Pediatric Global Health Program

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Global Health in Residency
 

Milwaukee’s population is culturally diverse, and within the confines of Children’s Hospital of Wisconsin we serve a global community. Given the current U.S. national government’s dedication to improving healthcare in this country, as well as local efforts by the Board of Directors of the Children’s Hospital and Health System of Wisconsin to have the healthiest children in the nation, it is imperative that we train future physicians to confidently treat all patients, regard-less of ethnic background. Sixty percent of the residents who receive training at Children’s Hospital remain in Wisconsin to care for children in our community—a community that continues to see a large influx of immigrants, international adoptees, growing healthcare disparities and increasing demand for medical pre and post-travel counseling.

To best serve our community, and to equip our pediatric trainees to become competent pediatricians globally, the Department of Pediatrics developed a Global Health Training Track in 2010. This three-year longitudinal training opportunity, offered by application to incoming interns, provides a core curriculum on the medical, cultural, and ethical issues involved in health care in low resource settings, both locally and globally. Track members are paired with Global Health mentors, participate in quarterly Global Health Journal Clubs, and engage in both local and global clinical and educational activities that address health disparities.

As a culmination of this training experience, members of the Global Health Training Track are encouraged to participate in a medical elective in a low resource global setting, examples of which include a non-governmental clinic in Southern Belize and a rural health center in southeast Uganda. Data has shown that such experiences, coupled with strong preparation, mentorship, and debriefing, can have significant benefits, including:

  • Improved physical examination and procedural skills1
  • Increased comfort with diagnostic skills2
  • Greater awareness of cost issues in medicine, with less reliance on expensive diagnostic tests1
  • Improved USMLE Boards scores3
  • Higher awareness of the role of cultural and socioeconomic factors, sensitivity to patient context, and the importance of com-munication1,4
     

Additionally, trainees who participate in global health rotations are more likely to choose careers in primary care, work in underserved communities, and commit to reducing health disparities. 2,45-11
 

Interest in participating in global health activities is growing, and residency applicants are increasingly seeking pro-grams that offer global health-related training and electives. In 1995, 25% of residency programs nationwide offered international electives; in 2005, this was over 50%. Formal global health training tracks, similar to what was established at CHW in 2010, are also rising, and are becoming increasingly important in resident recruitment. Fifty-eight percent of pediatric residents in 2009 reported that global health training was an important factor in their choice of training programs, and nearly 30% had plans to seek either long-term or short-term positions abroad.12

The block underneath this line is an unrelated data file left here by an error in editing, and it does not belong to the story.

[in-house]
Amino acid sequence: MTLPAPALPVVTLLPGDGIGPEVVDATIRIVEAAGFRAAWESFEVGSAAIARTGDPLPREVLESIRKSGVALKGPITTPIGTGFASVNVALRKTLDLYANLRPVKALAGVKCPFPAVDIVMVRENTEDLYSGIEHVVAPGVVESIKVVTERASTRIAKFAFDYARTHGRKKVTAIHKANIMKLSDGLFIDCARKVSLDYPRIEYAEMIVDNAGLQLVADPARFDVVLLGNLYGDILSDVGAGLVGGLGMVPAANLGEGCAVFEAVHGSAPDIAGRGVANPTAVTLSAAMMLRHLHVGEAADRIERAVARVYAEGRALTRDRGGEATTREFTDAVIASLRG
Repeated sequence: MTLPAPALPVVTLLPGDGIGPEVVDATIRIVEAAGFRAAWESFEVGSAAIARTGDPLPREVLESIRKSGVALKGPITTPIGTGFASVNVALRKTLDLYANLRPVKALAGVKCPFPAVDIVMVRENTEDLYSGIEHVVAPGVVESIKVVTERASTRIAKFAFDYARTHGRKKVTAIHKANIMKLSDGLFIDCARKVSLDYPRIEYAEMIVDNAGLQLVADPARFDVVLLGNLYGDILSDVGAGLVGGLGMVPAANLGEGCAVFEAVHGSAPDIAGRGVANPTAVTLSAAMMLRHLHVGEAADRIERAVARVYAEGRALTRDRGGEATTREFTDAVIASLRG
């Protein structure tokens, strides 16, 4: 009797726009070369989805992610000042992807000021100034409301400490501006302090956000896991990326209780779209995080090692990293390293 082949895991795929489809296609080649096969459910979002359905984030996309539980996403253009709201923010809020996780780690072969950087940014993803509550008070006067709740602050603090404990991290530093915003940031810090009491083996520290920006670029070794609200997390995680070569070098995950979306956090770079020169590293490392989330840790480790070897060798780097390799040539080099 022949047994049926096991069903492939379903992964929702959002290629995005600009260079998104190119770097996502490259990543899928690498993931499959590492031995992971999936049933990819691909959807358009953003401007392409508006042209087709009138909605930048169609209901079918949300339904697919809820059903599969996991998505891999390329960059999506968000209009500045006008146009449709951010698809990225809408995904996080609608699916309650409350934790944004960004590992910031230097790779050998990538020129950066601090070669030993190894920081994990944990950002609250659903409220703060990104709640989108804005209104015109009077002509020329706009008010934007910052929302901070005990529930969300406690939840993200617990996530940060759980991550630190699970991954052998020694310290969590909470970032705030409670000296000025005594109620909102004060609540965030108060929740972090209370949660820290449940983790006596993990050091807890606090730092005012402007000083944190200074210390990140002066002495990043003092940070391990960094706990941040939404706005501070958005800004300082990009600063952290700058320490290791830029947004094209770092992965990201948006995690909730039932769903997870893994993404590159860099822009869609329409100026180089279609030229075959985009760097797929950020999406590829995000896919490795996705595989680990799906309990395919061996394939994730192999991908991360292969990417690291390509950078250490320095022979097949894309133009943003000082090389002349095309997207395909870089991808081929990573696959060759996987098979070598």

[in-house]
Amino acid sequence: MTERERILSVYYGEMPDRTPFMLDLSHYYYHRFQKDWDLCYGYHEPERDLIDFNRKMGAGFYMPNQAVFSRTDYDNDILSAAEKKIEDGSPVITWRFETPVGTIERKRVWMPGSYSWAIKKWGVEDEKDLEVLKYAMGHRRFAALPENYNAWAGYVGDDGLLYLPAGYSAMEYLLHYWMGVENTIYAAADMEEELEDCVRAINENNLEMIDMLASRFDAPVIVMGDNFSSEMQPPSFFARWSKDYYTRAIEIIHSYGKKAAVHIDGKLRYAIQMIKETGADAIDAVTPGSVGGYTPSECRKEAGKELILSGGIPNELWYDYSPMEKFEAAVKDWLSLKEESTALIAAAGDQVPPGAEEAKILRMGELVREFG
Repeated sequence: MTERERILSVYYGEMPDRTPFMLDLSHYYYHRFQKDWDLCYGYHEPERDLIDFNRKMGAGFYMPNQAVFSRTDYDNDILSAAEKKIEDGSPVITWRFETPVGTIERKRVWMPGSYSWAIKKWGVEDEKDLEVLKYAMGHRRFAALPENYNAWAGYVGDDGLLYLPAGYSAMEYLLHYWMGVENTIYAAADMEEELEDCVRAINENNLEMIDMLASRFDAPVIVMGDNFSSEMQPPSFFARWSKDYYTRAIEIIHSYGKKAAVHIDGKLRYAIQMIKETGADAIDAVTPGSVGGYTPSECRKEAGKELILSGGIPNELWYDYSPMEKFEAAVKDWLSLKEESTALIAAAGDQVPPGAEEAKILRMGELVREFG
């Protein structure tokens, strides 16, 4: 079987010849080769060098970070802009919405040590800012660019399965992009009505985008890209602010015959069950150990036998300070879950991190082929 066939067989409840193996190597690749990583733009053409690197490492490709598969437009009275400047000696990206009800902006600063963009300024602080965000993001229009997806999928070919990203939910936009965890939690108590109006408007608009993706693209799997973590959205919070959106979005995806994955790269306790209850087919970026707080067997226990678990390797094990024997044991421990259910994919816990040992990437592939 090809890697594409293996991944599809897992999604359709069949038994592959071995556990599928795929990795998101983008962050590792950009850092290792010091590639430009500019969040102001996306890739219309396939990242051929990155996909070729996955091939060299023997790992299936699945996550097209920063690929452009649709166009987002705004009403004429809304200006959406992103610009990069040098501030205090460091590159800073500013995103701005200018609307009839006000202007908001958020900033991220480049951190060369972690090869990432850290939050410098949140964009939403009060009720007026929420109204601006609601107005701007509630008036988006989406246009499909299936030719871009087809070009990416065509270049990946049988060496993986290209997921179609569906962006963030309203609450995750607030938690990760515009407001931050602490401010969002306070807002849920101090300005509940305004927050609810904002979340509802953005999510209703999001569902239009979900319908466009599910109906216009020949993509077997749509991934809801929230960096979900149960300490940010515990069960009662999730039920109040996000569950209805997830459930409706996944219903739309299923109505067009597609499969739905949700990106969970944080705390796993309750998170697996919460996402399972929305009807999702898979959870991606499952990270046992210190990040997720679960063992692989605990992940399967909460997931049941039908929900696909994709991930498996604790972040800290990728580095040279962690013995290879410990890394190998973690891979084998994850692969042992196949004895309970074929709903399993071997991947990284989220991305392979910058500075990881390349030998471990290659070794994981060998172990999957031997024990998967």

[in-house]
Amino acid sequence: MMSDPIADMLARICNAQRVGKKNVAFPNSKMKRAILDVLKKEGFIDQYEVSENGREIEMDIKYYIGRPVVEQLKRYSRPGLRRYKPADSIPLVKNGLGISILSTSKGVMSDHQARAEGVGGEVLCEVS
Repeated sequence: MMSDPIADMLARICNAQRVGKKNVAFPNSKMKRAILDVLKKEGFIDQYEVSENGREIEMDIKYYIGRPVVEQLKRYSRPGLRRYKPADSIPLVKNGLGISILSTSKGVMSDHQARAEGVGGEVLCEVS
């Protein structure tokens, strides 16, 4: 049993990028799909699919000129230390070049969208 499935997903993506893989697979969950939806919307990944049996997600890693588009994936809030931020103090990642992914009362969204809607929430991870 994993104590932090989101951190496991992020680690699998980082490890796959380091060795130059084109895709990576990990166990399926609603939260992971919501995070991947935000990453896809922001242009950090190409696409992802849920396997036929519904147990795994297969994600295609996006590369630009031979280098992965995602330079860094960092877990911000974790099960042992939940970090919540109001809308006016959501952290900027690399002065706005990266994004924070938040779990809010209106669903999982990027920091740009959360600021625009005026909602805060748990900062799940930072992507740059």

Bibliography

1. Niemantsverdriet S, Majoor GD, van der Vleuten CP, Scherpbier AJ. I found myself to be a down to earth Dutch girl: a qualitative study into learning outcomes from international traineeships. Med Educ. 2004:38:747-757.
2. Gupta AR, wells CK, Horwitz RI, et al. The International Health Program: the fifteen-year experience with Yale University’s internal medicine residency program. Am J Trop Med Hyg. 1999;1019-1023.
3. Waddell WH, Kelley +PR, Suter E, Levit EJ. Effectiveness of an international health elective as measured by NBME Part II. J Med Educ. 1976;51:468-472.
4. Haq C, Rothernberg D, Gjerde C, et al. New world views: preparing physicians in training for global health week. Fam Med. 2000;32:566-572.
5. Drain PK, Holmes KK, Skeff KM, et al. Global health training and international clinical rotations during residency: current status, needs, and opportunities. Acad Med. 2009;84:320-325.
6. Thompson MJ, Huntington MK, Hunt DD, et al. Educational effects of international health electives on US and Canadian medical students and residents: a literature review. Acad Med. 2003;78:342-347.
7. Bissonette R, Route C. The educational effect of clinical rotations in nonindustrialized countries. Fam Med. 1994;26:226-231.
8. Chiller TM, De Mieri P, Cohen I. International health training. The Tulane Experience. Infect Dis Clin North Am. 1995;9:439-443.
9. Pust RE, Moher SP. A core curriculum for international health: evaluating ten years’ experience at University of Arizona. Acad Med. 1992;67:90-94.
10. Godkin M, Savageau J. The effect of medical students international experiences on attitudes toward serving underserved multicultural populations. Fam Med. 2003;35:273-278.
11. Ramsey AH, Haq C, Cjerde CL, Rothenberg D. Career influence on an international health experience during medical school. Fam Med 2004;36:412-416.
12. Anspacher M, Denno D, Pak Gorstein S, et al. National survey of pediatric residency training in global health. Pediatric Academic Societies Annual Meeting, Vancouver, BC, Canada, 2010;2839.98.

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